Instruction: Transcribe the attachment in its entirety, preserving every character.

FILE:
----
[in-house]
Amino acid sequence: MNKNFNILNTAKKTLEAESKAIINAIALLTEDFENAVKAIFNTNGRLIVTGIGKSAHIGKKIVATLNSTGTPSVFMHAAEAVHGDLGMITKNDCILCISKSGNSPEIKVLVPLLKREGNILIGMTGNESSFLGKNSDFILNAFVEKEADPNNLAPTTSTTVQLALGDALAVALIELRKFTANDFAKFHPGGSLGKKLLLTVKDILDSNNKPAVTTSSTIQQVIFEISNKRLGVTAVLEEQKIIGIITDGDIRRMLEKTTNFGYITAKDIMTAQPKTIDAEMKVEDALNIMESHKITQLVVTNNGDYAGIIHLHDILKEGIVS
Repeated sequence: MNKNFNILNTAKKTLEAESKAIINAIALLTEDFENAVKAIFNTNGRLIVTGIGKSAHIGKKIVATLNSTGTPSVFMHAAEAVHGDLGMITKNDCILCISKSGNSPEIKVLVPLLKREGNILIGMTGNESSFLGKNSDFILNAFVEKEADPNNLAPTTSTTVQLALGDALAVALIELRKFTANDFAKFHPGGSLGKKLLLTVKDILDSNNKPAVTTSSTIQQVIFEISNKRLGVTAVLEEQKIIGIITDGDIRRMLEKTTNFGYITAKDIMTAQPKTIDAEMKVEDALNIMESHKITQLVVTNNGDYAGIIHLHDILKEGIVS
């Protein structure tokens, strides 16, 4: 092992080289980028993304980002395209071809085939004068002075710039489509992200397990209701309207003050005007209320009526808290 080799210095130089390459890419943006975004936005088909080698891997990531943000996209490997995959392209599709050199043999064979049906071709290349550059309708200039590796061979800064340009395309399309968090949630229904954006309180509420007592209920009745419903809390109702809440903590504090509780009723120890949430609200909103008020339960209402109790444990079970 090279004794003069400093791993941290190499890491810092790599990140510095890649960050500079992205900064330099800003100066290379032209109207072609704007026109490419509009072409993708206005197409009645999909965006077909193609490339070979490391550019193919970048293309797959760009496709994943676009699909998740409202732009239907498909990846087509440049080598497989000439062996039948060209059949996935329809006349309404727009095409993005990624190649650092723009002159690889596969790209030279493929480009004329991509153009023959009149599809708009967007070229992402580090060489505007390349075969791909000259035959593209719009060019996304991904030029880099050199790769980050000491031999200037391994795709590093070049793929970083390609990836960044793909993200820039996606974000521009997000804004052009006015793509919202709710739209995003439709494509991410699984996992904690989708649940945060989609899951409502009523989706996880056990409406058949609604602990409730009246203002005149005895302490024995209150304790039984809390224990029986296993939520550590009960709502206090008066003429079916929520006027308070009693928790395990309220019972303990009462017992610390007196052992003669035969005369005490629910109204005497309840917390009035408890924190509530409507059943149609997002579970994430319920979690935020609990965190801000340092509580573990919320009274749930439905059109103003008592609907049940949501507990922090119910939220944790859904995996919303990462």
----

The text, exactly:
[in-house]
Amino acid sequence: MNKNFNILNTAKKTLEAESKAIINAIALLTEDFENAVKAIFNTNGRLIVTGIGKSAHIGKKIVATLNSTGTPSVFMHAAEAVHGDLGMITKNDCILCISKSGNSPEIKVLVPLLKREGNILIGMTGNESSFLGKNSDFILNAFVEKEADPNNLAPTTSTTVQLALGDALAVALIELRKFTANDFAKFHPGGSLGKKLLLTVKDILDSNNKPAVTTSSTIQQVIFEISNKRLGVTAVLEEQKIIGIITDGDIRRMLEKTTNFGYITAKDIMTAQPKTIDAEMKVEDALNIMESHKITQLVVTNNGDYAGIIHLHDILKEGIVS
Repeated sequence: MNKNFNILNTAKKTLEAESKAIINAIALLTEDFENAVKAIFNTNGRLIVTGIGKSAHIGKKIVATLNSTGTPSVFMHAAEAVHGDLGMITKNDCILCISKSGNSPEIKVLVPLLKREGNILIGMTGNESSFLGKNSDFILNAFVEKEADPNNLAPTTSTTVQLALGDALAVALIELRKFTANDFAKFHPGGSLGKKLLLTVKDILDSNNKPAVTTSSTIQQVIFEISNKRLGVTAVLEEQKIIGIITDGDIRRMLEKTTNFGYITAKDIMTAQPKTIDAEMKVEDALNIMESHKITQLVVTNNGDYAGIIHLHDILKEGIVS
């Protein structure tokens, strides 16, 4: 092992080289980028993304980002395209071809085939004068002075710039489509992200397990209701309207003050005007209320009526808290 080799210095130089390459890419943006975004936005088909080698891997990531943000996209490997995959392209599709050199043999064979049906071709290349550059309708200039590796061979800064340009395309399309968090949630229904954006309180509420007592209920009745419903809390109702809440903590504090509780009723120890949430609200909103008020339960209402109790444990079970 090279004794003069400093791993941290190499890491810092790599990140510095890649960050500079992205900064330099800003100066290379032209109207072609704007026109490419509009072409993708206005197409009645999909965006077909193609490339070979490391550019193919970048293309797959760009496709994943676009699909998740409202732009239907498909990846087509440049080598497989000439062996039948060209059949996935329809006349309404727009095409993005990624190649650092723009002159690889596969790209030279493929480009004329991509153009023959009149599809708009967007070229992402580090060489505007390349075969791909000259035959593209719009060019996304991904030029880099050199790769980050000491031999200037391994795709590093070049793929970083390609990836960044793909993200820039996606974000521009997000804004052009006015793509919202709710739209995003439709494509991410699984996992904690989708649940945060989609899951409502009523989706996880056990409406058949609604602990409730009246203002005149005895302490024995209150304790039984809390224990029986296993939520550590009960709502206090008066003429079916929520006027308070009693928790395990309220019972303990009462017992610390007196052992003669035969005369005490629910109204005497309840917390009035408890924190509530409507059943149609997002579970994430319920979690935020609990965190801000340092509580573990919320009274749930439905059109103003008592609907049940949501507990922090119910939220944790859904995996919303990462």